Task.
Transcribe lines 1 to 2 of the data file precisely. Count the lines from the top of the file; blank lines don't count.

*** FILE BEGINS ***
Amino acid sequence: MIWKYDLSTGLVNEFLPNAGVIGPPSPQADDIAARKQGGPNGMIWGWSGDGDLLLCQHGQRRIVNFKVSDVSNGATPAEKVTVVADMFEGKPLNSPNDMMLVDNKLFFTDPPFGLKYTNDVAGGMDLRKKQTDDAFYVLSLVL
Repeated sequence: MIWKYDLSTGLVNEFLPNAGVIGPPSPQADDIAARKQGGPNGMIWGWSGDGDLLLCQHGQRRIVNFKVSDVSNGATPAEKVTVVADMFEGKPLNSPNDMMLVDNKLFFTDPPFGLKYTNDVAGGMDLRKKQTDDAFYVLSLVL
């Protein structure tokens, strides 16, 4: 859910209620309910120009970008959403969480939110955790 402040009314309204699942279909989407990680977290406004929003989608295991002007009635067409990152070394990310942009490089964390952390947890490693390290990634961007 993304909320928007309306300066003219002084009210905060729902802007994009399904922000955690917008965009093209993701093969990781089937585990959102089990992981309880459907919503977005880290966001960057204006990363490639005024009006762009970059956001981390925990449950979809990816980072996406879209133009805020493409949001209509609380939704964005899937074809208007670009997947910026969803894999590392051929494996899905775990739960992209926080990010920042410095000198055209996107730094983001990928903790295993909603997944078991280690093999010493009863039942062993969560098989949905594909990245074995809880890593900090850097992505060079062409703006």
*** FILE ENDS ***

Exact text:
Amino acid sequence: MIWKYDLSTGLVNEFLPNAGVIGPPSPQADDIAARKQGGPNGMIWGWSGDGDLLLCQHGQRRIVNFKVSDVSNGATPAEKVTVVADMFEGKPLNSPNDMMLVDNKLFFTDPPFGLKYTNDVAGGMDLRKKQTDDAFYVLSLVL
Repeated sequence: MIWKYDLSTGLVNEFLPNAGVIGPPSPQADDIAARKQGGPNGMIWGWSGDGDLLLCQHGQRRIVNFKVSDVSNGATPAEKVTVVADMFEGKPLNSPNDMMLVDNKLFFTDPPFGLKYTNDVAGGMDLRKKQTDDAFYVLSLVL